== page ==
In March 2015, an episode of HBO’s “Last Week Tonight with John Oliver” perfectly captured the comedic essence of the Insular Cases doctrine. Americans in the five U.S. territories are “off-brand citizens,” the British satirist quipped. We laughed with him because it’s true.
One can’t miss the caricaturish humor in the arrogant tone of the 20th-century U.S. Supreme Court rulings that described the territorial residents as “alien races that may not be able to understand Anglo-Saxon principles that guide American law.”
Such attitude toward the territorial residents lingered as gleaned from a secret memo written on Nov. 21, 1945 by Vice Adm. G.D. Murray, then commander of the Marianas Navy Force, who described the island natives as “simple people, requiring few of our modern luxuries for their welfare and happiness.”
“The characteristics and nature of the majority of inhabitants on these islands are such that the artificial or forced raising of their standard of living to one approaching that of the United States would be detrimental to their best interest and would contribute little to the safety and welfare of the United States,” Murray wrote.
“The economic development and administration of relatively few native inhabitants should be subordinate to the real purpose for which those islands are held. Military control of these islands is essential as their military value far outweighs their economic value.”
More than a century later, the U.S. government’s attitude toward the islands’ “simple people” hasn’t evolved. The Insular Cases doctrine continues to be its default reference for policies related to U.S. territories.
The Insular Cases refer to a series of landmark decisions —rendered between 1901 and 1905 – which hold that protections under the U.S. Constitution do not fully apply to territories.
The condemnation of the “alien races” doctrine has been resurrected in the U.S. House of Representatives and the 36th Guam Legislature through separate resolutions that mirror each other.
Discussions, however, centered on the federal programs that are not available to U.S. territories. Left in the periphery is our inability to vote in national elections and our delegates’ lack of voting power in Congress.
The condescension of the justices who wrote the Insular Cases may be quite amusing, but its consequences are a matter of life and death for U.S. territories, where poverty levels are high.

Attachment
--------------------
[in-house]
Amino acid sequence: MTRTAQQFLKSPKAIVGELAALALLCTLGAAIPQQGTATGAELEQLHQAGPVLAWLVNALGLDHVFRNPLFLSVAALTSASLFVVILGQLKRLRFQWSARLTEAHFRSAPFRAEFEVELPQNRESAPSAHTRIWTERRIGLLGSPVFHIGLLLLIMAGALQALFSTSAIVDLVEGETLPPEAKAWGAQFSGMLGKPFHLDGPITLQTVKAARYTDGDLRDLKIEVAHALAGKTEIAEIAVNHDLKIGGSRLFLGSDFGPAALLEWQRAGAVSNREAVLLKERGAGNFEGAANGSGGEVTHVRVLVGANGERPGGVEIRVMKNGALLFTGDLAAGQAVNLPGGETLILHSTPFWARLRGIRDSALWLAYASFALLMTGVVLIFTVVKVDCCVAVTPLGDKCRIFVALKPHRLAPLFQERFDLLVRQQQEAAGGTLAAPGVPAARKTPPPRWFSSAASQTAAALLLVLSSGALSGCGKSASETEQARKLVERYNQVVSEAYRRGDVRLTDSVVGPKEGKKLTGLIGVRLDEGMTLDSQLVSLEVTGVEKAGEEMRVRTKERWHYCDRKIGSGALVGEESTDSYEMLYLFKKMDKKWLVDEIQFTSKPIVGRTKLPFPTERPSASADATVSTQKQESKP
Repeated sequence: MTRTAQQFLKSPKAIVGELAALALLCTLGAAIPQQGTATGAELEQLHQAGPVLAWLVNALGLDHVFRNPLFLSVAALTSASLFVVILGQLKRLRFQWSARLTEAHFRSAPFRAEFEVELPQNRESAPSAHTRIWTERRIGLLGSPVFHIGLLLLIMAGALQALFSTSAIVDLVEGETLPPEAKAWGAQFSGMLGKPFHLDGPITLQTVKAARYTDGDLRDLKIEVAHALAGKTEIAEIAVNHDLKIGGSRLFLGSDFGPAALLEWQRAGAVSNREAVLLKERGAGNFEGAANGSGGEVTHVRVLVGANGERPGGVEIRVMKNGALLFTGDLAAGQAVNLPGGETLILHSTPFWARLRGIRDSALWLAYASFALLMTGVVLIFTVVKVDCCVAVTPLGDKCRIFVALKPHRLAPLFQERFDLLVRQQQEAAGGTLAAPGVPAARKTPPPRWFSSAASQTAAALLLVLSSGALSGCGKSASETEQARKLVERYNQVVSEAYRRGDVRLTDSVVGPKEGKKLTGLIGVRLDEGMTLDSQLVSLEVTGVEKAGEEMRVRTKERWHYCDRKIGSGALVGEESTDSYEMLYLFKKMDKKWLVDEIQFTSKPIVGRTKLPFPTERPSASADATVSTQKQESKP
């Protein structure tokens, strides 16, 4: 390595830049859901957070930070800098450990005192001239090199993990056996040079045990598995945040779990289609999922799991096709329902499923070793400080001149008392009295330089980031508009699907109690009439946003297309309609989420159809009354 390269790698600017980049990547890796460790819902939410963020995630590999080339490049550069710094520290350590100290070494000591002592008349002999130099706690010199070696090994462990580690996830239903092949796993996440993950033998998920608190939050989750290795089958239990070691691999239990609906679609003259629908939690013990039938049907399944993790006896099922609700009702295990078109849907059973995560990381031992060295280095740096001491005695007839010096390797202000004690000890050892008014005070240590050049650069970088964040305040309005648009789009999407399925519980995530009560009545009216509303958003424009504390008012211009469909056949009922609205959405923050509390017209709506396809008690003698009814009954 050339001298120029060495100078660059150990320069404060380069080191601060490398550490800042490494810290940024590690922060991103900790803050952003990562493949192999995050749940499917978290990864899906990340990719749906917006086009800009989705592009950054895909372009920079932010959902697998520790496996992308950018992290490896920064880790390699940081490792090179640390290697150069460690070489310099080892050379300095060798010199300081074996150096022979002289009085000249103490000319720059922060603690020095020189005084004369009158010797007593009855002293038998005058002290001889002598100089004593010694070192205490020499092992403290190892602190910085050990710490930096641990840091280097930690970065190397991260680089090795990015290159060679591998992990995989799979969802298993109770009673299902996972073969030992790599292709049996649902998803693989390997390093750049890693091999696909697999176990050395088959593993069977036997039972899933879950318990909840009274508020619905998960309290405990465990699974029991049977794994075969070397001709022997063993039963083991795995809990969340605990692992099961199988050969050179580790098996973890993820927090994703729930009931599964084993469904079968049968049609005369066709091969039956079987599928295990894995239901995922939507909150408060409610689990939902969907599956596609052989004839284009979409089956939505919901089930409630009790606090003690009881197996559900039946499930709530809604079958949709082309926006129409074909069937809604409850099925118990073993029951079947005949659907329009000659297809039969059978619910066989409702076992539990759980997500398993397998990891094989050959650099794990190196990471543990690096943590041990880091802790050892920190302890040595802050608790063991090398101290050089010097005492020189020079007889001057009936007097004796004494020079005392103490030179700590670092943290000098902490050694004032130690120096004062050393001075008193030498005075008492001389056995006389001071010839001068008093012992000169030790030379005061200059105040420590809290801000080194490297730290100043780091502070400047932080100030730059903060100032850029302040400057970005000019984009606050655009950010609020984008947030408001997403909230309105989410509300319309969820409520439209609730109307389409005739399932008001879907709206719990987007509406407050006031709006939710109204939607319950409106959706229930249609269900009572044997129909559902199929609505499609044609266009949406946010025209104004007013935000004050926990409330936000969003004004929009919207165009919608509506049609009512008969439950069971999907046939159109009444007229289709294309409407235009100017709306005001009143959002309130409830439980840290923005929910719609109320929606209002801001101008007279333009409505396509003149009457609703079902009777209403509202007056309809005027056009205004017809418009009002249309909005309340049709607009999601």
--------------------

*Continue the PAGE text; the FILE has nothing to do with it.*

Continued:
The late Judge Juan Torruella of the First Circuit Court of Appeals called for the abolition of the Insular Cases, which he said “represent the thinking of a morally bankrupt era in our history that goes against the most basic precept for which this nation stands: the equality before the law of all of its citizenship.”
“Insular Cases represent classic Plessy v. Ferguson legal doctrine that should be totally eradicated from present-day constitutional reasoning,” Torruella during his speech at a conference hosted on Guam by Harvard Law School on Feb. 19, 2014.
The notorious Insular Cases doctrine remains the bible for legal experts.
In 2013, a New York federal court dismissed a lawsuit filed by Guam’s former public defender, Dustin O'Brien who sued the U.S. and Guam governments to challenge the validity of the Organic Act and the local governor’s authority to collect taxes from U.S. citizens living on Guam.
Principal Deputy Assistant Attorney General Stuart F. Delery, who argued for the U.S. government, said: “Under the Territories Clause of the Constitution, Congress may treat Guam differently from states, so long as there is a rational basis for its actions.”
And “rational basis” is predetermined, Delery argued, citing a constitutional provision, which states that “Congress shall have the power to dispose of and make all needful rules and regulations respecting the territory or other property belonging to the United States."
Delery emphasized that Congress “has the power to legislate directly for Guam or to establish a government for Guam subject to congressional control, and except as Congress may determine, Guam has no inherent right to govern itself.”
“It is the Constitution itself – and more specifically, the Territories Clause – that creates the distinctions complained of by [O’Brien],” Delery said. "The Territories Clause of Article IV and binding Supreme Court precedent establish that the Constitution has limited application in unincorporated territories, such as Guam.”
The government of Guam backed the U.S. government’s motion for the lawsuit’s dismissal, which was, of course, ironic given that Delery’s argument was based on a doctrine that institutionalized Guam’s status as an unprivileged jurisdiction.
O’Brien’s lawsuit was convoluted, erratic and incoherent, but it had raised a number of legitimate constitutional issues that GovGuam could have used as a platform to challenge the territory’s status.
But what do I know? I belong to the “alien races that may not be able to understand Anglo-Saxon principles that guide American law.”